Town of Castor

Castor hospital loses heliport

‘It’s going to be closed, and they are going to land at the airport’

By Kevin J. Sabo

For the Advance

The iconic red helicopters of STARS Air Ambulance will not be flying into Castor anymore, Town council heard during their May 10 meeting.

Town council was notified of this officially during their regular meeting, which followed a meeting held earlier in the day between Town of Castor Mayor Richard Elhard, Town of Castor Chief Administrative Officer Christopher Robblee, representatives from Alberta Health Services, representatives from Covenant Health – who operate the Castor hospital – and a pilot from STARS.

The decision was made after Alberta Health Services did a study of the site as part of their overall evaluation of the Helicopter Emergency Medical Services program in the province, and finding that the current heliport did not meet current Transport Canada requirements.

The proximity of the hospital helipad to the road was cited as a major reason for closure, though the pilot from STARS brought up additional safety concerns.

“The STARS pilot was very forthcoming about the reasons for not using the helipad, related to safety and the regulations of Transport Canada,” said Elhard.

“I can see it, I guess. In a worst-case scenario, if one of those choppers got in trouble there, there’s a lot of buildings there.”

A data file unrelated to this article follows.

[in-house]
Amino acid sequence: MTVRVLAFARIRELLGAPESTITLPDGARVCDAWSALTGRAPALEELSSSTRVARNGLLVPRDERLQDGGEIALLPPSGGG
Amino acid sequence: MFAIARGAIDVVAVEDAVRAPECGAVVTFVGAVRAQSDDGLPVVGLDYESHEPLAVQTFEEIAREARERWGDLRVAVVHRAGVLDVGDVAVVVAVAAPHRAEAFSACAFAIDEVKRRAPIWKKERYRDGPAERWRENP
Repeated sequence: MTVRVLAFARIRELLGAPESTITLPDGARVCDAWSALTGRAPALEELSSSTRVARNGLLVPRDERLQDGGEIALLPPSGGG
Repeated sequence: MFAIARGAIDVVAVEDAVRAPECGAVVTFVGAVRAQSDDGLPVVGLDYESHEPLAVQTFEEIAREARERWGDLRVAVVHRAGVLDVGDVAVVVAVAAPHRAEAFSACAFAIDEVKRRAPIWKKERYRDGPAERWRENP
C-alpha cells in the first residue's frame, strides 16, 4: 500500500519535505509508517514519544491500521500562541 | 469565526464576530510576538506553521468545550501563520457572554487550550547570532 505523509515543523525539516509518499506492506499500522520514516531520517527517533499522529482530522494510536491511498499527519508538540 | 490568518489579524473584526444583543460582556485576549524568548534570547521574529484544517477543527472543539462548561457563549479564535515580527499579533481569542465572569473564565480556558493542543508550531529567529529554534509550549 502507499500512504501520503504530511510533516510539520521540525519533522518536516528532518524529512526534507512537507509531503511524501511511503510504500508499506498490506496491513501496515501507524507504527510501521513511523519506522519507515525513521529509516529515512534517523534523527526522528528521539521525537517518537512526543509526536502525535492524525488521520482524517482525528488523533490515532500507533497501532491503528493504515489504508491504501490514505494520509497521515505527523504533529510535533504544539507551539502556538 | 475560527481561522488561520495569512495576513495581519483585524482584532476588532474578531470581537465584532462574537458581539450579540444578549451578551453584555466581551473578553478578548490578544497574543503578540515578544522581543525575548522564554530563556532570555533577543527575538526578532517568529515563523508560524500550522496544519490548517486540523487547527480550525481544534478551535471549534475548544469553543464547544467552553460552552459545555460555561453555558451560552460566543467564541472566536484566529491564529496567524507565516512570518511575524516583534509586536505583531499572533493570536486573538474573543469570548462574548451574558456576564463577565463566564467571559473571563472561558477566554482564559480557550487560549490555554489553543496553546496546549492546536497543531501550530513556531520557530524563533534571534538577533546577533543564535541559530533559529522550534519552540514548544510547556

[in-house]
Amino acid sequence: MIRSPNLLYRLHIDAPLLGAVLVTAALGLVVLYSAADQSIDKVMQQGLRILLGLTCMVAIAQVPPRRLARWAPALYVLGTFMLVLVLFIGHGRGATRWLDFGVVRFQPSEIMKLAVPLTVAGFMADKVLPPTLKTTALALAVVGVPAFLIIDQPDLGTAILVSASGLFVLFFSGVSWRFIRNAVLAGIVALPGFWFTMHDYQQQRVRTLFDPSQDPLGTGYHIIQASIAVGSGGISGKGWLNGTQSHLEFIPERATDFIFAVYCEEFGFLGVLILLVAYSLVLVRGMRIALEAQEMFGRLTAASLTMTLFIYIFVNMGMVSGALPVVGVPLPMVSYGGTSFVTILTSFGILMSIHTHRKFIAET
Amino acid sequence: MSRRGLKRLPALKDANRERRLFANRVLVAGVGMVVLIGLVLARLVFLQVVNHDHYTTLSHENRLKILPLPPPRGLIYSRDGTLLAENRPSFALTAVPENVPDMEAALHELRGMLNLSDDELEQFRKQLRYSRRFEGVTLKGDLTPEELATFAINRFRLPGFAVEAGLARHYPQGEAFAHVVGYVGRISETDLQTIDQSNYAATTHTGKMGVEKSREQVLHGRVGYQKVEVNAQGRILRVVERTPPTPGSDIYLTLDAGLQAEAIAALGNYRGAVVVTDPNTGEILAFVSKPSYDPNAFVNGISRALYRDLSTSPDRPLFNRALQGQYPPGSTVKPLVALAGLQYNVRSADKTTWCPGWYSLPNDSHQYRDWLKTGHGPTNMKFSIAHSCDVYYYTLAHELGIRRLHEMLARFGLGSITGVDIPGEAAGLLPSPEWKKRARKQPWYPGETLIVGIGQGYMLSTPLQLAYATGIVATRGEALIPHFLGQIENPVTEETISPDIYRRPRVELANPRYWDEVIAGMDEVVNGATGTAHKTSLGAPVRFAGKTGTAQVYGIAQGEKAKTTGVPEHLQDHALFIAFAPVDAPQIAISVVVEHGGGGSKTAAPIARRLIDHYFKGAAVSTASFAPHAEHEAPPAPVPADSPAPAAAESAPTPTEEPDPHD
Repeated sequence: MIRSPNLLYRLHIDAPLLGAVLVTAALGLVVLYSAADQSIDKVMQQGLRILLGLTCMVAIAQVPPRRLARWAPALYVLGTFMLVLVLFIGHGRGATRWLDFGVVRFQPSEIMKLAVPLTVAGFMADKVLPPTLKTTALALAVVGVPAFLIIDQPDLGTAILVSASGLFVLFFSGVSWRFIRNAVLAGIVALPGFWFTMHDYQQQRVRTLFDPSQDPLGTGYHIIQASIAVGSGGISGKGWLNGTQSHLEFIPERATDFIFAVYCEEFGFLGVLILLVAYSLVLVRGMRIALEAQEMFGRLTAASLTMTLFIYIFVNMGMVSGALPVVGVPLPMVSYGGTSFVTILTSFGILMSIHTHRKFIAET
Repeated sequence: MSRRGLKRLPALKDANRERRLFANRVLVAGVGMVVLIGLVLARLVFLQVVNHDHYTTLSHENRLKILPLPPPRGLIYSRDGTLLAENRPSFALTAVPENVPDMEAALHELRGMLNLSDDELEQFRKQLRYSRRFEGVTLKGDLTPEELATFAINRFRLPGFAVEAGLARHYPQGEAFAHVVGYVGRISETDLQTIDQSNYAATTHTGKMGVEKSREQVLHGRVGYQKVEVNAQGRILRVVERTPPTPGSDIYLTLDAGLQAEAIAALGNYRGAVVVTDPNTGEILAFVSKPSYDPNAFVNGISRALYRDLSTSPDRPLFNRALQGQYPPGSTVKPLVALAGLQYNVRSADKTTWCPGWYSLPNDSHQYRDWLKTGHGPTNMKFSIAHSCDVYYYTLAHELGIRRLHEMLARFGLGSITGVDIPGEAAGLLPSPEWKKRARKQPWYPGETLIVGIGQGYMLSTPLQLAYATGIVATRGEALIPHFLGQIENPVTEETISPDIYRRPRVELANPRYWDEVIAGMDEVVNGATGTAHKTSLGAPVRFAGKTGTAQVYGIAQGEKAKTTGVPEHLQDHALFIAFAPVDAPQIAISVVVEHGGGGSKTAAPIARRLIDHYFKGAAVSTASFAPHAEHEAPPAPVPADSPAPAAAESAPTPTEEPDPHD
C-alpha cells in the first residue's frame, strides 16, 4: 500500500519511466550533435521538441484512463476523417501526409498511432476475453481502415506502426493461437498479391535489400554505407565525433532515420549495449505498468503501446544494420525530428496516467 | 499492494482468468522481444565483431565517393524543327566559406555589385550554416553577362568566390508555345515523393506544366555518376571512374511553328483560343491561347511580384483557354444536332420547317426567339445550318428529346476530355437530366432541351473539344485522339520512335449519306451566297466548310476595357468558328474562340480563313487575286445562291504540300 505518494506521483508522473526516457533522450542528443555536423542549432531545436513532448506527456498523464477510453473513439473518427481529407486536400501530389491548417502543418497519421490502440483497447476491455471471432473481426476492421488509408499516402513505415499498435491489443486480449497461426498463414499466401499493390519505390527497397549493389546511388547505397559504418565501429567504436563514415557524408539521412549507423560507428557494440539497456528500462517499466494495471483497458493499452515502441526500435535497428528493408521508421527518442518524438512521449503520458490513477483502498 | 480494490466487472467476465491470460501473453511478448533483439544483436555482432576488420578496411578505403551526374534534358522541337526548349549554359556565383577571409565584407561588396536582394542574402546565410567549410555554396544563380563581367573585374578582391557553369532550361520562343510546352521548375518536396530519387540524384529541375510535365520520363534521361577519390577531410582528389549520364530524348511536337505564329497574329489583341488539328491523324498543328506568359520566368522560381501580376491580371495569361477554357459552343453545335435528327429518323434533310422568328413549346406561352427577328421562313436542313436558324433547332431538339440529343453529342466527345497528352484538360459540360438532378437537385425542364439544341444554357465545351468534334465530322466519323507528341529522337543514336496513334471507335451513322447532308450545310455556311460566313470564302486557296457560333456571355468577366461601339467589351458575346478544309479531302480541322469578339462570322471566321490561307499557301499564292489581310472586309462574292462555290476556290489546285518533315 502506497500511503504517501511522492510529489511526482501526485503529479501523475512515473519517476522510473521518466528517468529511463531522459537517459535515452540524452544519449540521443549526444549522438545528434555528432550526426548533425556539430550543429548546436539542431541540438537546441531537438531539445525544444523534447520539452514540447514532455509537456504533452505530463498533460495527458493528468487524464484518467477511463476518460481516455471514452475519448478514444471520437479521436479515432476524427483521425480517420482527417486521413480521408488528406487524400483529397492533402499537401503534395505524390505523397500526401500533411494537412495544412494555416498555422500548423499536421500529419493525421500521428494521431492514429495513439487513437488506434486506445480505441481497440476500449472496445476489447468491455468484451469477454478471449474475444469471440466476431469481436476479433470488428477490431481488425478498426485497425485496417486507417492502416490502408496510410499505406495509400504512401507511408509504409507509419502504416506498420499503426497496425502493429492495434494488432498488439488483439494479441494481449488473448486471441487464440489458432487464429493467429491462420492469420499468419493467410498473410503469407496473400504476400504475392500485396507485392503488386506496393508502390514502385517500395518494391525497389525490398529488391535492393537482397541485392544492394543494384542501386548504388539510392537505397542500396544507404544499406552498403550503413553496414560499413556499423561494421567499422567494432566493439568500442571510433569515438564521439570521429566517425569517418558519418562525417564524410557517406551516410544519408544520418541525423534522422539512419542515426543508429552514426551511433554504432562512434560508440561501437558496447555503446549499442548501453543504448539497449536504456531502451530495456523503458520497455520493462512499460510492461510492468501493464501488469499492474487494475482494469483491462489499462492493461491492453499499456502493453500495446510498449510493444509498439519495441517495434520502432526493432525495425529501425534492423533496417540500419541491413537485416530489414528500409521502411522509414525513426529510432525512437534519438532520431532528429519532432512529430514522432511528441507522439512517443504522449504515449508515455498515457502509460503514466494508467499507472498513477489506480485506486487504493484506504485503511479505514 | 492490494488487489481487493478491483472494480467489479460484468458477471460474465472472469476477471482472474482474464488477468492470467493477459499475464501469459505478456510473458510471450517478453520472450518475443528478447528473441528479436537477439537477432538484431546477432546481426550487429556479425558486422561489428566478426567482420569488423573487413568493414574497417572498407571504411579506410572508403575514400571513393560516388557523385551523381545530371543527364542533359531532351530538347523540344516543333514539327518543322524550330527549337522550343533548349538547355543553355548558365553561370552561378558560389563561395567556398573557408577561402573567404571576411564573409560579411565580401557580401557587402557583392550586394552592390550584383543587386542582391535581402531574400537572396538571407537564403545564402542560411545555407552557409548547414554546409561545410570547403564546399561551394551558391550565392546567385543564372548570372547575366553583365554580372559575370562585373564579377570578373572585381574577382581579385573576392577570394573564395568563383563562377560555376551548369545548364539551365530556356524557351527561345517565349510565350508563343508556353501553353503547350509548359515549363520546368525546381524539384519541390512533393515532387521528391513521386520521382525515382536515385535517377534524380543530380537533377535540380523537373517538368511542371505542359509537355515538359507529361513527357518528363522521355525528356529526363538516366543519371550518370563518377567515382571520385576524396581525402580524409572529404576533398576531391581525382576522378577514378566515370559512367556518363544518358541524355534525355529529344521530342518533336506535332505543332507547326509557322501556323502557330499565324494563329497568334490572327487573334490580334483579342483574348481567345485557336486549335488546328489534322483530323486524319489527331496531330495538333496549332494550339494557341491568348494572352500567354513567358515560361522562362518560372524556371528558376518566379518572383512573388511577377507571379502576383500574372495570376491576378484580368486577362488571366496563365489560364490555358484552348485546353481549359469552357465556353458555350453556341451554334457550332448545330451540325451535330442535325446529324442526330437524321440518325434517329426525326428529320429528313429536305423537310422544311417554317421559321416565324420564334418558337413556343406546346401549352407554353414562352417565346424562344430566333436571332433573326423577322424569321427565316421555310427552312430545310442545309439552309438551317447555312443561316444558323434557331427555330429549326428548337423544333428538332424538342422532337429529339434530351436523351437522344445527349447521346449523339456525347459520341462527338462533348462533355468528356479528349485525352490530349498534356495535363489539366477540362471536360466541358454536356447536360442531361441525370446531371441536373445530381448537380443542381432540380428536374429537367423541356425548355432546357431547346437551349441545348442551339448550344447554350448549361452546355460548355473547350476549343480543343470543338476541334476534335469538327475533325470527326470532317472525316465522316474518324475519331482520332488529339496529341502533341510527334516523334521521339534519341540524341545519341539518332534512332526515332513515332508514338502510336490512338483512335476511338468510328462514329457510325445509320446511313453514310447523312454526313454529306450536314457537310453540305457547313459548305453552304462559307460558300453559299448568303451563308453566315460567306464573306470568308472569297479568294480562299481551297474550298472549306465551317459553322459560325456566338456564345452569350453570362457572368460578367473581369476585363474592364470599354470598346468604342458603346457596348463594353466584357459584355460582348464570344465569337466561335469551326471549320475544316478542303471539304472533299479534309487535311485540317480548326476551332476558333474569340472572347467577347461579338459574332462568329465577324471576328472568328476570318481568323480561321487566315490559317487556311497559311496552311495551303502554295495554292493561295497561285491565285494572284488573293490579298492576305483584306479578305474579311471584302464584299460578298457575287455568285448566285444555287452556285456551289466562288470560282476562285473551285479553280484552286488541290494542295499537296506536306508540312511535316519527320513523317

In addition to the hospital, Theressetta Catholic School, Paintearth Lodge, and several residences are in the vicinity of the helipad as well.

“It’s going to be closed, and they are going to land at the airport,” said Elhard.

“I think that’s the biggest thing for them, to land where there is not so much infrastructure. They’d much prefer to land at the airport.”

Some discussion has been held around moving the existing helipad further into Pals Park, to get it away from the road, but doing that would be cost-prohibitive, nor does it deal with the safety concerns of the helicopter flying into the densely-populated area.

“A new helipad is cost-prohibitive,” said Robblee.

“(Alberta Health Services) and the STARS (pilot) alluded that if we pushed the pad further into the park that it might be acceptable to (them), but we’d have to get an engineer and an architect to design it all, and who pays for that? It’s officially closed.”

One concern about the closure of the helipad is the need for ambulance transport between the airport and the hospital, though Elhard doesn’t see it as much of an issue, as from the time of a mission launch STARS is at minimum 40 minutes away.

Castor has its own ambulance, and if it is called out, either Coronation or Stettler can be at the Castor airport within that 40-minute window.

According to a December 2020 presentation by STARS to the County of Paintearth, STARS flies an average of four missions a year to Castor.

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